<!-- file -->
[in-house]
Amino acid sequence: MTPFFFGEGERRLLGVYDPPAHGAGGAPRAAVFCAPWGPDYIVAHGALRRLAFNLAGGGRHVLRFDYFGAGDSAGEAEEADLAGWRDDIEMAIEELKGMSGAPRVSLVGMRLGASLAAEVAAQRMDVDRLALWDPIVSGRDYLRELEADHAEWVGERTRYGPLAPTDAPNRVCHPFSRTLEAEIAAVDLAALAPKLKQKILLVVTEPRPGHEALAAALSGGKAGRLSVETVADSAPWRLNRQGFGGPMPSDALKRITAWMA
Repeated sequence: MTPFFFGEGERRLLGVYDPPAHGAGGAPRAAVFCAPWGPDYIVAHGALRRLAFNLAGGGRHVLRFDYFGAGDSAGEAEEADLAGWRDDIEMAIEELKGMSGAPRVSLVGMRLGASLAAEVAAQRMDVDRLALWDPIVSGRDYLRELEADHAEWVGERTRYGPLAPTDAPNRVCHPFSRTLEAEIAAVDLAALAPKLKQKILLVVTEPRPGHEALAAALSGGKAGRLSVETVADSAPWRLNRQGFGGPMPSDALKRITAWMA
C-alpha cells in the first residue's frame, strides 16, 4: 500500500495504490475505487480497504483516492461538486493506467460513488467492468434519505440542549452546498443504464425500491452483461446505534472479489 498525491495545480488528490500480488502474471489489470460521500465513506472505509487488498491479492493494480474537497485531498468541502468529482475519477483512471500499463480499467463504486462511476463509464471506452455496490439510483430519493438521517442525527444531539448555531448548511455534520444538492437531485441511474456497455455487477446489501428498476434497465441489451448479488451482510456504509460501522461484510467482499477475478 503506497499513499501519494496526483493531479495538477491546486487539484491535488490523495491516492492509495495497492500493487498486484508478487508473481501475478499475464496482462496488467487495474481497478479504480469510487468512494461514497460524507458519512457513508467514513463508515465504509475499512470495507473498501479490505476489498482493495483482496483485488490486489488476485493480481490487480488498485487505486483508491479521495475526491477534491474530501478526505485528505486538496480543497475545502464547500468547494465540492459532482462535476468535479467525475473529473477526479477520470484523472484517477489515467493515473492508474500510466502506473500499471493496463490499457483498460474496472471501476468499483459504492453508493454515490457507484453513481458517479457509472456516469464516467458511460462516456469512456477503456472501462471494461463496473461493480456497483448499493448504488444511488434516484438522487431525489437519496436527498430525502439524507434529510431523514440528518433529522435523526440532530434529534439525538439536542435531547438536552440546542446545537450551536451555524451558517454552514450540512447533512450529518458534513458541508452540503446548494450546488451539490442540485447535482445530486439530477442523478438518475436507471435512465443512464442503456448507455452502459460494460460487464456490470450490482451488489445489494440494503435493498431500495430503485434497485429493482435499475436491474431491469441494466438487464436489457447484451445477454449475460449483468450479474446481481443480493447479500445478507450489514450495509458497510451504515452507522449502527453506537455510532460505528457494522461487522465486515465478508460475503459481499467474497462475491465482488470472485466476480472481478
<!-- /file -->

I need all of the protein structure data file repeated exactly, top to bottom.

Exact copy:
[in-house]
Amino acid sequence: MTPFFFGEGERRLLGVYDPPAHGAGGAPRAAVFCAPWGPDYIVAHGALRRLAFNLAGGGRHVLRFDYFGAGDSAGEAEEADLAGWRDDIEMAIEELKGMSGAPRVSLVGMRLGASLAAEVAAQRMDVDRLALWDPIVSGRDYLRELEADHAEWVGERTRYGPLAPTDAPNRVCHPFSRTLEAEIAAVDLAALAPKLKQKILLVVTEPRPGHEALAAALSGGKAGRLSVETVADSAPWRLNRQGFGGPMPSDALKRITAWMA
Repeated sequence: MTPFFFGEGERRLLGVYDPPAHGAGGAPRAAVFCAPWGPDYIVAHGALRRLAFNLAGGGRHVLRFDYFGAGDSAGEAEEADLAGWRDDIEMAIEELKGMSGAPRVSLVGMRLGASLAAEVAAQRMDVDRLALWDPIVSGRDYLRELEADHAEWVGERTRYGPLAPTDAPNRVCHPFSRTLEAEIAAVDLAALAPKLKQKILLVVTEPRPGHEALAAALSGGKAGRLSVETVADSAPWRLNRQGFGGPMPSDALKRITAWMA
C-alpha cells in the first residue's frame, strides 16, 4: 500500500495504490475505487480497504483516492461538486493506467460513488467492468434519505440542549452546498443504464425500491452483461446505534472479489 498525491495545480488528490500480488502474471489489470460521500465513506472505509487488498491479492493494480474537497485531498468541502468529482475519477483512471500499463480499467463504486462511476463509464471506452455496490439510483430519493438521517442525527444531539448555531448548511455534520444538492437531485441511474456497455455487477446489501428498476434497465441489451448479488451482510456504509460501522461484510467482499477475478 503506497499513499501519494496526483493531479495538477491546486487539484491535488490523495491516492492509495495497492500493487498486484508478487508473481501475478499475464496482462496488467487495474481497478479504480469510487468512494461514497460524507458519512457513508467514513463508515465504509475499512470495507473498501479490505476489498482493495483482496483485488490486489488476485493480481490487480488498485487505486483508491479521495475526491477534491474530501478526505485528505486538496480543497475545502464547500468547494465540492459532482462535476468535479467525475473529473477526479477520470484523472484517477489515467493515473492508474500510466502506473500499471493496463490499457483498460474496472471501476468499483459504492453508493454515490457507484453513481458517479457509472456516469464516467458511460462516456469512456477503456472501462471494461463496473461493480456497483448499493448504488444511488434516484438522487431525489437519496436527498430525502439524507434529510431523514440528518433529522435523526440532530434529534439525538439536542435531547438536552440546542446545537450551536451555524451558517454552514450540512447533512450529518458534513458541508452540503446548494450546488451539490442540485447535482445530486439530477442523478438518475436507471435512465443512464442503456448507455452502459460494460460487464456490470450490482451488489445489494440494503435493498431500495430503485434497485429493482435499475436491474431491469441494466438487464436489457447484451445477454449475460449483468450479474446481481443480493447479500445478507450489514450495509458497510451504515452507522449502527453506537455510532460505528457494522461487522465486515465478508460475503459481499467474497462475491465482488470472485466476480472481478